Did you know? Every Kilogram you lose diminishes arthritic pain?

arthritis pain relief Did you know? Every Kilogram you lose diminishes arthritic pain? Arthritis can affect people of all ages but the commonest type, osteoarthritis, is more likely to strike people from the age of about 45.

Osteoarthritis happens when the cartilage that cushions the joints becomes compromised by wear and tear or injury. Here we look at ways to live with this potentially debilitating condition, including shedding off those extra kilos to relieve your arthritic pain…….

Time to ease the load
If you’re carrying excess weight you’re also putting added strain on your joints, so it’s a good idea to reassess your eating habits and exercise plan. “Recent studies show that every kilogram you lose diminishes arthritic pain”, says rheumatologist Dr. Daniel Lewis. “The lower your weight, the less strain on your joints, less pain and less functional impairment.”

The best weight-loss strategies are those that allow you to lose weight gradually and include lifestyle changes you can stick to forever.

Work on your muscles
Healthy muscles provide stability and act as shock absorbers for your joints, but check with your doctor before embarking on any exercise program. Gentle walking, swimming, deep-water exercise or anything in the pool is good for people with arthritis. In the gym, choose only exercises you’re comfortable with.

Having a slight incline on your treadmill is better than walking on the flat because there’s less gravity and less impact on your knee joints.

On the exercise bikes and cross trainers, make sure that the resistance is minimal and if you’re taking a yoga or pilates class, make sure to stop as soon as you feel any pain or discomfort.

Stretching is important after you’ve warmed up – aim for five minutes a day. If you’re unsure about what exercises to do, a physiotherapist can tailor a program to your needs.

Manage your pain
Pain is highly individualised, and while sources of pain may include inflammation, pressure on ligaments or overstrained muscles, the management strategies will vary from person to person. It’s important to have your pain accurately assessed because there’s no point taking an anti-inflammatory medication if the source of your problem is mechanical.

Medications for osteoarthritis include over-the-counter analgesics like paracetamol, stronger painkillersand non-steroidal anti-inflammatories (NSAIDS). There’s been some controversy over the cardio-vasculareffects of NSAIDS, COX1 AND COX2 inhibitor medications. If you’re at increased risk for heart problems, it’s best to seek your doctor’s advice about medication.

Warm the muscles up
Try a heat pack or hot water bottle. Heat relaxes the muscles and dampens the intesity of the nervous system transmitting the pain. Hydrotherapy in hot water spas with gentle exercise can also help.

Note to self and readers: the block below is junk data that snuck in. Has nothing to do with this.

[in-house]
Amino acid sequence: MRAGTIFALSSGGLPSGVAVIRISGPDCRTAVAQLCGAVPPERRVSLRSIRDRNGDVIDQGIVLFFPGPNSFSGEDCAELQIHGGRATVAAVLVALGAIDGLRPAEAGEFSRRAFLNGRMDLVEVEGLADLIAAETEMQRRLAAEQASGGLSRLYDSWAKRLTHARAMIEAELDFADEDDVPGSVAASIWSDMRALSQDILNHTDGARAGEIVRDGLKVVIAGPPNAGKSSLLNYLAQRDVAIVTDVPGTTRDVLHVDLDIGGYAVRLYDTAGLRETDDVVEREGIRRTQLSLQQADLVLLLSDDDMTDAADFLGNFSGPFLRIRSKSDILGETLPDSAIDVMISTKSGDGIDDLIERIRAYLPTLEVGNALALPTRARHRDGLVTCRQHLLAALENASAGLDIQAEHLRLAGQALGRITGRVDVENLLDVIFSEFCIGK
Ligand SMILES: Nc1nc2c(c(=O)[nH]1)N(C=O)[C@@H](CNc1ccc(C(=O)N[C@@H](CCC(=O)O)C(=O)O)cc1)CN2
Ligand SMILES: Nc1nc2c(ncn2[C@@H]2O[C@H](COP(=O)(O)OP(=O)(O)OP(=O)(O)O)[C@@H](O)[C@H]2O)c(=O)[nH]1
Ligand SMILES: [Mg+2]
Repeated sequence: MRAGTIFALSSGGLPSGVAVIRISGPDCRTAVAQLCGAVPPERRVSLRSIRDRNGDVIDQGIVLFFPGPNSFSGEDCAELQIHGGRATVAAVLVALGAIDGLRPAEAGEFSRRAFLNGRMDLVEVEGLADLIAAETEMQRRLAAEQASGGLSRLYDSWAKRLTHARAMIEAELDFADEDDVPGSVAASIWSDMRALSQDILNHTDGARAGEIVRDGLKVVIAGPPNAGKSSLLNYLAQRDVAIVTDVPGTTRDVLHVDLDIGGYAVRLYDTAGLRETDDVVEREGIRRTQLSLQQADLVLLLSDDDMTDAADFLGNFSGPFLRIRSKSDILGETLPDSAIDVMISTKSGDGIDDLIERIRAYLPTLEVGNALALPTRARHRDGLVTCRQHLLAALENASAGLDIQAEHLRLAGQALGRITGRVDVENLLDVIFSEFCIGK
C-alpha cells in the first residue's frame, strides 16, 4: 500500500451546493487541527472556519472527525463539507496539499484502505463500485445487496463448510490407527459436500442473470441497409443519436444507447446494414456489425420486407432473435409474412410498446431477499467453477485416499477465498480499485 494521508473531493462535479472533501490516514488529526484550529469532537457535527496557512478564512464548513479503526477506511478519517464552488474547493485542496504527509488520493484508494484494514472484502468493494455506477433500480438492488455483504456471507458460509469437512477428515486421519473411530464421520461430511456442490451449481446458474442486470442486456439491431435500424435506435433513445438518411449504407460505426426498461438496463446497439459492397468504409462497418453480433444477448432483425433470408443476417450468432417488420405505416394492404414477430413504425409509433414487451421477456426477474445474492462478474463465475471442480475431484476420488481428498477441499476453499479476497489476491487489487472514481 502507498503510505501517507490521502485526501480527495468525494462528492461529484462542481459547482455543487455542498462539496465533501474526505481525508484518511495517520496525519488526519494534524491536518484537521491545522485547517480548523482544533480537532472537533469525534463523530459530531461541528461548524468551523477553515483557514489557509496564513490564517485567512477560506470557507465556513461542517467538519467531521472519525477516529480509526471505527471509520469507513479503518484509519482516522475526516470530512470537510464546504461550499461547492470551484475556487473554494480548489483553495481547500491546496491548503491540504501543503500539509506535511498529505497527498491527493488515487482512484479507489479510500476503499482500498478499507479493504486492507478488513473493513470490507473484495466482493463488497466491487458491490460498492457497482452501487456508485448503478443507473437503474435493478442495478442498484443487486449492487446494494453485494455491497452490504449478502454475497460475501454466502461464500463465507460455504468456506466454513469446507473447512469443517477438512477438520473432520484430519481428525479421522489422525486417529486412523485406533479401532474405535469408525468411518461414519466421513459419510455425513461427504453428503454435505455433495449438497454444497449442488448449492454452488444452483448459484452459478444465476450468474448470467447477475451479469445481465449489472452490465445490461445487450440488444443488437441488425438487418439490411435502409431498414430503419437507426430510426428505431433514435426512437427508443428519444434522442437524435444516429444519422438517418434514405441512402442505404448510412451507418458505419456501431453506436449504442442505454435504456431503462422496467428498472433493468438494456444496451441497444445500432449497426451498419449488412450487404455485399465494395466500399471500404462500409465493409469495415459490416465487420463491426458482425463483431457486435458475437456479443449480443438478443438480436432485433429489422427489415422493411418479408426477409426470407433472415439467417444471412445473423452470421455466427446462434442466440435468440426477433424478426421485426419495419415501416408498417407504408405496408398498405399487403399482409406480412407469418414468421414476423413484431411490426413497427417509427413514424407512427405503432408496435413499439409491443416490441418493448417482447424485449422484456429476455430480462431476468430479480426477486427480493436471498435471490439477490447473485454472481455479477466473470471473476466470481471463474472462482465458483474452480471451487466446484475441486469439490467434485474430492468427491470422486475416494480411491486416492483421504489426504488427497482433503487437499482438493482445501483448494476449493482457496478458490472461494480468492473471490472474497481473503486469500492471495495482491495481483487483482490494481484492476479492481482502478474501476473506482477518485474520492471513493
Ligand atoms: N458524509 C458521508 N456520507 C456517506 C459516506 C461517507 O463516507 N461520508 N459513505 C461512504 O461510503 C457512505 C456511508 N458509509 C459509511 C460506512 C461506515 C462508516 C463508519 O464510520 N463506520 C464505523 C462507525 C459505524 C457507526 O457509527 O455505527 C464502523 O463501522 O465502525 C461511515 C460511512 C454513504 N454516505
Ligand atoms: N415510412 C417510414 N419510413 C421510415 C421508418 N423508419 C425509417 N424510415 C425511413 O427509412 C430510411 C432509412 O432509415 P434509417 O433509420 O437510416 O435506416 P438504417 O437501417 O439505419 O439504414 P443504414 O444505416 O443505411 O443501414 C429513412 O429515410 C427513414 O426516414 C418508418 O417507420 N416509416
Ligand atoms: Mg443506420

Try a TENS machine
A transcutaneous electrical nerve stimulation (TENS) machine can provide relief by interrupting pain signals and triggering the release of feel-good endorphins.

Get the good oil
Omega-3 fatty acids, found in oily fish like tuna and mackerel, can have an anti-inflammatory effect at the cellular level. Although osteoarthritis is not primarily an inflammatory disease, some people do have inflammation.

You do need to take it as a supplement though – up to 10 capsules a day or 10ml
of liquid fish oil is recommended. There’s also a vegetable alternative in flaxseed oil and, while it’s not quite as potent, it has been shown to have a mild effect.

Rub some cream into it
Topical preparations like arnica cream have provided relief to some although there’s no hard scientific evidence to prove its efficacy. Anti-inflammatory gels such as Feldene, Nurofen and Voltaren may be of help to people with inflammation of the joints. Heat or ‘ice’ rubs work by deflecting the nervous system away from the source of pain.

Talk to your doctor
If nothing seems to work, see your doctor and ask for a referral to a rheumatologist who can assess you for intensive physiotherapy or even joint replacement surgery.

There is some risk involved with any surgery, so it’s not something you’d choose as the first line of treatment. But there can be a point of no return with cartilage damage, when quality of life is diminished and the risk of surgery is acceptable.

In such cases, surgery can be fabulously transforming. We see people who have knee or hip replacements and say it makes a huge difference to their quality of life.


Foods that are good for arthritis sufferers may include fish, vegetables, fruits (especially berries and pineapple), onions, garlic, turmeric and ginger. Foods that aren’t so good include red meat, white flour, sugar, coffee and alcohol.

In general, we’d recommend a low-fat Mediterranean-type diet and exercising regularly.While a Westmead Hospital study in 2002 found glucosamine to be helpful in relieving pain and slowing further damage, a recent US study found it didn’t help.

Chondroitin is often used with glucosamine but there’s no scientific evidence it works. If you want to try these compounds use them for only eight weeks to see if they work.

Best foot forward

People who have lower limb osteoarthritis may find that a good pair of well-fitted shoes helps. Your cartilage acts as a shock absorber, and if it’s no longer able to do the job, you may have to wear shoes that can.

Insoles made from a material called Sorbothane are excellent shock absorbers, and there are other Sorbothane products that may be useful.Osteoarthritis is a common condition. Much can be done for patients to enable them to live as normal a life as possible.

Author: Rowell Bulan, M.D.
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